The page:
On Listening and Martinis
Updated: Oct 21, 2022
During my first assignment as a priest, from 1993 to 1997, I was the coordinator for the renovation of Saint Anthony of Padua Church, in Effiingham, Illinois, a large church built in 1874, a testimony not only to the glory of God, but also to the sacrifice of faith of the mainly German immigrants who built it. One of the members of the renovation committee was a man named Nick, whose family had worshiped at Saint Anthony’s for generations. He was a very faithful and generous friend, and I soon learned I could call upon him for anything at all, and he would always be quick to lend me a hand or a listening ear. (He was also the person most responsible for helping me develop my love of a good dry martini - “martoonies” he called them - and we solved many of the world’s problems sipping those potent potables.)
Nick would frequently drop into the church to pray whenever he had something weighing on him, and - though the large church might empty - always went to the same exact place to kneel and say his prayers. When I asked him why he chose the same pew, the same spot, to say his prayers he told me, “I can hear God better there.” It’s hard to argue with the fantastic common sense of that statement.
I think most of us tend to sit in the same general area when we come for worship. When writing my sermons I envision the people to whom I will be preaching, and I always tend to see the same people in the same places in all four of our churches. As I’m looking out in my mind’s eye, I know that I’ll most likely see folks like Judith, Kay, Emmanuel, Elsie, Graham, Diane, Linda and Peter on the left, whilst most likely seeing Andra, Perpetua, Gwen, Vivien, Jen, John, Betty and Billy on the right. I’ve never asked anyone why they sit where they do; we all tend to be creatures of habit, and once we get established in those habits we might not even be able to vocalise why it is we’re doing the things we do. I know when I am visiting other churches, I tend to more often sit on the right side than on the left, but I have no idea why.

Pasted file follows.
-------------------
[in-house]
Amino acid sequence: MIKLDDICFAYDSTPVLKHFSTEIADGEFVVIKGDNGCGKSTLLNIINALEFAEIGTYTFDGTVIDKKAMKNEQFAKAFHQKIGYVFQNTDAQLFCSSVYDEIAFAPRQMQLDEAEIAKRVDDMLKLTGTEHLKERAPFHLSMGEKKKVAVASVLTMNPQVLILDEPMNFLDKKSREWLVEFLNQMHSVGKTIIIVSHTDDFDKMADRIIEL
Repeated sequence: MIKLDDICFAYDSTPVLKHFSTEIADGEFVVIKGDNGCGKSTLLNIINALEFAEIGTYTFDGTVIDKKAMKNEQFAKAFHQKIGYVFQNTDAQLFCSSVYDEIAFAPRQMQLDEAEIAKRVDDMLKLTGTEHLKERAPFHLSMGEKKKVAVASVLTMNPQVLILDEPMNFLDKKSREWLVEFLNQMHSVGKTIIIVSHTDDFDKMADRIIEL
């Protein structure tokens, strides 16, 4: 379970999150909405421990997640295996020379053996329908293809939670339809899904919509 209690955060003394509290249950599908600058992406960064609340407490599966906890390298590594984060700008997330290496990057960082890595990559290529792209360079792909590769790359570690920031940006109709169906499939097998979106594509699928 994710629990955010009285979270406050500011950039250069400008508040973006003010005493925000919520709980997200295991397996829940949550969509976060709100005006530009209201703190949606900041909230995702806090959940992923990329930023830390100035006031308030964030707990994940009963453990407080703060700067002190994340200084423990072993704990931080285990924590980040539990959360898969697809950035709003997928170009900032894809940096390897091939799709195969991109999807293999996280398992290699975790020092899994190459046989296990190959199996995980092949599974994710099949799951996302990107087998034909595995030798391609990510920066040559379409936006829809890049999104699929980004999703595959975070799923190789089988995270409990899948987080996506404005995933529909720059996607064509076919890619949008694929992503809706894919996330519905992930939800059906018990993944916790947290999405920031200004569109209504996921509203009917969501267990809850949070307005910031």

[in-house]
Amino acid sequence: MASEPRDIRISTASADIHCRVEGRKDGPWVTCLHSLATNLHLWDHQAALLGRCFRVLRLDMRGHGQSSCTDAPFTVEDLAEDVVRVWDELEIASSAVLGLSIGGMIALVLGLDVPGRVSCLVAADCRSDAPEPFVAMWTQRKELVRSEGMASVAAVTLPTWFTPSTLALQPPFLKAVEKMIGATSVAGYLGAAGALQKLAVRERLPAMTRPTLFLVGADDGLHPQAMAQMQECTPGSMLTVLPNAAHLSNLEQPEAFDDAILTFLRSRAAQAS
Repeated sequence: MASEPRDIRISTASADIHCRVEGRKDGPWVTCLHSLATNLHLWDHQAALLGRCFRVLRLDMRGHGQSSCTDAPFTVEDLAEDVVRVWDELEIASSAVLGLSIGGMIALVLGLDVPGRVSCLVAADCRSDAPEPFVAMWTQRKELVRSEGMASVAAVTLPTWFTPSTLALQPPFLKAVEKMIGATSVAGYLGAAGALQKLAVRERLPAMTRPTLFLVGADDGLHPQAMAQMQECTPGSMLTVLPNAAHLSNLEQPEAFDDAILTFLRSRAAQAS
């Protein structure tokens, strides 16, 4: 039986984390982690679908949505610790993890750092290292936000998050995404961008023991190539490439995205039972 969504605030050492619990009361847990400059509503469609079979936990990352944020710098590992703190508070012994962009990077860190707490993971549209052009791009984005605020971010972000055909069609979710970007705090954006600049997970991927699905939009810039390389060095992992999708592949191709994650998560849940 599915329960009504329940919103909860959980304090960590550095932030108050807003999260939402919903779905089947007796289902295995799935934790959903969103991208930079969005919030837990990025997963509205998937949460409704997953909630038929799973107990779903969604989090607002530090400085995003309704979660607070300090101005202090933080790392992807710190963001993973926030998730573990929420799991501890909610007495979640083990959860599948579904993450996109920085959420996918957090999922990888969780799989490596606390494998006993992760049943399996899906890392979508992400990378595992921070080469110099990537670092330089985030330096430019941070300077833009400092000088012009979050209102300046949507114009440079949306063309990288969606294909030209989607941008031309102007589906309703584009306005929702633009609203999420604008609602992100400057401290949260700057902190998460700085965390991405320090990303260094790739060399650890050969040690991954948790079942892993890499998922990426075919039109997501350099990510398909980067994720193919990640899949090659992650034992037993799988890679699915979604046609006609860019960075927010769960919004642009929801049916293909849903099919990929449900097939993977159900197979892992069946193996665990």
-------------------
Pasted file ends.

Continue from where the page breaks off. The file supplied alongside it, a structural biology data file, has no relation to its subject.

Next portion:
This is, I think, why I like Nick’s answer so much, and why - especially during Lent - it is so appropriate. On Ash Wednesday, in the exhortation, the Church recalls one of the reasons we historically have celebrated Lent in the first place, saying the season was a a time when those who, because of notorious sins, had been separated from the body of the faithful were reconciled by penitence and forgiveness, and restored to the fellowship of the Church. Thereby, the whole congregation was put in mind of the message of pardon and absolution set forth in the Gospel of our Saviour, and of the need which all Christians continually have to renew their repentance and faith. Lent, then, becomes a time when, through prayer, fasting and works of mercy, we seek to put ourselves in a place where we can hear God better.
Now I am not suggesting that people need to move away from where they usually sit (even I wouldn’t dare promote such a change!) but I do think we all need to be aware of the noise and distraction of sin and try - relying on God’s grace - to put ourselves in a place where we do not allow the cacophony of division, gossip, meanness and self-will to drown out the thrilling melody of God’s voice, God’s will, God’s love as made manifest in Our Saviour, whose journey through suffering and death to the glory of the Father is a model for us all who seek to arrive at a place where we can hear the voice of God better. May we allow the scriptures, prayers, and rituals of this holy season to hasten and help us.
“I can hear God better there,” Nick said. It’s hard to argue with the fantastic common sense of that statement.